The center is set on several woodsy acres in Washington, NJ. The history of building for the center is interesting, highlights of which include:

1968: Retreat House is built. Geshe Wangyal is instrumental in this and future facility expansions.
1975: Schoolhouse is built; Geshe Wangyal's instructs, collaborates and constructs with the students.
1979: Geshe Wangyal sells the monastery in Howell, relocating the local Tibetan monastic community to a newly purchased building in New Brunswick, NJ
1983: Geshe Wangyal passes this year but some months before doing so, offers the New Brunswick building to H.H. the Dalai Lama/The Tibet Fund & arranges for the monks to take up residence at the Washington center. He also laid out ideas to the Cutlers, longtime students, for a temple construction on the Washington grounds.
1984: Temple completed and consecrated by H.H. the Dalai Lama

Stupa on grounds of TBLC
Dedicated to female Buddha Tara & containing Geshe Wangyal's ashes

Because of the history of the Tibetan Buddhist Learning Center, it's religious and cultural community is a dynamic fusion whose energies also lend to the longevity of this center. In reflecting on the several visits of the Dalai Lama to TBLC, the website notes that:
"On all of these visits except for 1990, His Holiness gave discourses on Buddha's teachings to large assemblies of Americans, Kalmyk-Americans, and Tibetan-Americans. In 1998, almost 5,500 people assembled on TBLC property to hear His Holiness speak."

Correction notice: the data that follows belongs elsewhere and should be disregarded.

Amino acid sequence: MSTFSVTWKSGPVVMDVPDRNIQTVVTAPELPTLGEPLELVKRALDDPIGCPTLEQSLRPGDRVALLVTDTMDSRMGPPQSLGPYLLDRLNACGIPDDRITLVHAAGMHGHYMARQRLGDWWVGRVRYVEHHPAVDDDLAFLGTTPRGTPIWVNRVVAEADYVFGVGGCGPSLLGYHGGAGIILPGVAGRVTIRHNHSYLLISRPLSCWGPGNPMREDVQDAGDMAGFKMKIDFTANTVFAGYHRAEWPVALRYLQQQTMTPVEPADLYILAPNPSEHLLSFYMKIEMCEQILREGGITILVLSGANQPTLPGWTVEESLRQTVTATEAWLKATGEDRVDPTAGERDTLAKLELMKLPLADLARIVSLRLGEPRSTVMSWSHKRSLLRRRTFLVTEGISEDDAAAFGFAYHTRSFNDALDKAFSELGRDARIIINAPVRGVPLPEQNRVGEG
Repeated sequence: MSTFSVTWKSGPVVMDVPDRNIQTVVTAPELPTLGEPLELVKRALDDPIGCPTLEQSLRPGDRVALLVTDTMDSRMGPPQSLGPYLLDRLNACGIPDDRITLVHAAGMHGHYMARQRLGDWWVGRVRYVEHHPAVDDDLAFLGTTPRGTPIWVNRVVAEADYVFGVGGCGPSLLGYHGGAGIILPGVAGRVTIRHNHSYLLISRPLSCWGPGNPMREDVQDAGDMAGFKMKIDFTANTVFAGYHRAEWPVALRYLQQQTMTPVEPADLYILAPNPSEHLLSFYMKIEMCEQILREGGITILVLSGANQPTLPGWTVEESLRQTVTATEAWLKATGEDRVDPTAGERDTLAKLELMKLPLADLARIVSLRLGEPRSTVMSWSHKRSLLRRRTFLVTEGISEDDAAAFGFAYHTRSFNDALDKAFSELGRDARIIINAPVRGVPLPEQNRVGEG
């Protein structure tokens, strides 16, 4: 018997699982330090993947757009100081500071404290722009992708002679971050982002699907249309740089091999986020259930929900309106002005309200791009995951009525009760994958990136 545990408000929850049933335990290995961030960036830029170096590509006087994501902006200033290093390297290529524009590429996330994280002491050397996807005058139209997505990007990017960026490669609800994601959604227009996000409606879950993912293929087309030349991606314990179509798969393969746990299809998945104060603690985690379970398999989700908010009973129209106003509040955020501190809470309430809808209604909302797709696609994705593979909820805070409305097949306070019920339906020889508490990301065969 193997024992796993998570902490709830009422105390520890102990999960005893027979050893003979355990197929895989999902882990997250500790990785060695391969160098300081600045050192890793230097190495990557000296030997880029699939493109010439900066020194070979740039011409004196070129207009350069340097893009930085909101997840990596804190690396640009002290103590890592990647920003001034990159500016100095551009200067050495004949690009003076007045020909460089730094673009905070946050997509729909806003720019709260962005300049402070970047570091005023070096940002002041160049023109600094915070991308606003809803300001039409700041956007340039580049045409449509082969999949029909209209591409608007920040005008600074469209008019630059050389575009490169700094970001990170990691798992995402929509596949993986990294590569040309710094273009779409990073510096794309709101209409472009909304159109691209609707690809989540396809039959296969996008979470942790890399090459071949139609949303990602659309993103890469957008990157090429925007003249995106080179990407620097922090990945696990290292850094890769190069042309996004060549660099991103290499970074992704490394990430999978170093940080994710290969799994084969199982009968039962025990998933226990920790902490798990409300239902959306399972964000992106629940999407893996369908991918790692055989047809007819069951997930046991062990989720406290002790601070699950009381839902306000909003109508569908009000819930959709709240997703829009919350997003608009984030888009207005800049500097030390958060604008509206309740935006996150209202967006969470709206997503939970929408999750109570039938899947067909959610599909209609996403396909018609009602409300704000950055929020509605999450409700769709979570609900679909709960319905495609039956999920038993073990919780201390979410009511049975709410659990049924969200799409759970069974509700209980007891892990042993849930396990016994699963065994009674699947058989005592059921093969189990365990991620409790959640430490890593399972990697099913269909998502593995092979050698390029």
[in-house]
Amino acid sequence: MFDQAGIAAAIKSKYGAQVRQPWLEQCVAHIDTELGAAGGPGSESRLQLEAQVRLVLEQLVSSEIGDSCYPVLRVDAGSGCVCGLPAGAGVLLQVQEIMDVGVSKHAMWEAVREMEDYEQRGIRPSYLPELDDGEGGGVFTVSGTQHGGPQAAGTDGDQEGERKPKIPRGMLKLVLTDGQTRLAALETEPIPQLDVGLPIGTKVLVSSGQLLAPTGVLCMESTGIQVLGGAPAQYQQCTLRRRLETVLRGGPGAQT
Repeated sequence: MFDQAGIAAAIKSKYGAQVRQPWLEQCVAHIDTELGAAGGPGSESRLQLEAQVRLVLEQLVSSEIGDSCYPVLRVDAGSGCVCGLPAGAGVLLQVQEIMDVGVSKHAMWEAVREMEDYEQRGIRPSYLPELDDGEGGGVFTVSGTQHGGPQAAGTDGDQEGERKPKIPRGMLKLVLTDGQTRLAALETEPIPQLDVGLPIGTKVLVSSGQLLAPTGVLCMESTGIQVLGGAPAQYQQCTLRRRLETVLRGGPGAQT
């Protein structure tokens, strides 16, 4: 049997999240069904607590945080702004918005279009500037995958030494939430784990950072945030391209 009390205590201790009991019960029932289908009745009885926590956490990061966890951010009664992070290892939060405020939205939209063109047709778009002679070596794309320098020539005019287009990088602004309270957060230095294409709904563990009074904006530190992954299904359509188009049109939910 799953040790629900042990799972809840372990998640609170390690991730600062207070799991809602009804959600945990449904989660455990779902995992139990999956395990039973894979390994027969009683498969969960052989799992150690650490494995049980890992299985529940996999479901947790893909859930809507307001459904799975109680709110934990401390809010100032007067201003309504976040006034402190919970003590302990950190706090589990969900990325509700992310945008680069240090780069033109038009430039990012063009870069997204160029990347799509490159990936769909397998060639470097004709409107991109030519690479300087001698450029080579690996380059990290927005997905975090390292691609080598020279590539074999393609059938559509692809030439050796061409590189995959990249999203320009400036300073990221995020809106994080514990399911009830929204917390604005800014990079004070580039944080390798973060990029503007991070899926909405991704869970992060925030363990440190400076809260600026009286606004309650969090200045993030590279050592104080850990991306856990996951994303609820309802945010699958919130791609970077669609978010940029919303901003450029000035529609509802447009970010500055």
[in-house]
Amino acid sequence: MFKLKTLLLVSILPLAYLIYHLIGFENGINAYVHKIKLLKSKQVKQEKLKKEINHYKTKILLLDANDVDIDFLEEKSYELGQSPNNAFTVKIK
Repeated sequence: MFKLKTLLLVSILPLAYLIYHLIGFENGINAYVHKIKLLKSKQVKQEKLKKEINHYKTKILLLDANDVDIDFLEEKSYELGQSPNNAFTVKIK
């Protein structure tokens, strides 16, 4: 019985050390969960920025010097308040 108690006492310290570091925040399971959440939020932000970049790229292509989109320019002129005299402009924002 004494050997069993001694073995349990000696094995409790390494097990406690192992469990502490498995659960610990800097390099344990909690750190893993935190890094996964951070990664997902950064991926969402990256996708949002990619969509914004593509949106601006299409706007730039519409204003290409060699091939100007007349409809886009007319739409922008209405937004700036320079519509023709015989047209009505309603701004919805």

TBLC is a non sectarian center whose focus is providing instruction and teaching in the basics of Buddhism. The Center sponsors Tibetan monks to visit for brief stays to instruct. Part of the really interesting thing that looking into this center unveils is the intention that Geshe Wangyal had to encourage his Western students to learn the many facets of Tibetan Buddhism and to be sincere in their practice, but not necessarily to adopt what might be intrinsic to such practice in Tibet, such as monastic vows. In this sense, like other teachers who would appear shortly after Geshe Wangyal on the North American scene, the understanding was that for Americans to truly be able to interpret the teaching, a major and intense cultural re-adaptation should not be the focus relative to certain issues. Gehse Wangyal did encourage his students to learn Tibetan and thus also commit to the growing community of needed translators. In this sense, the evolution of the Tibetan Buddhist Learning Center is very much grounded in the academic component that is often part and parcel of the religious and spiritual path and community.

*Source for general historic notes and dates: TBLC history page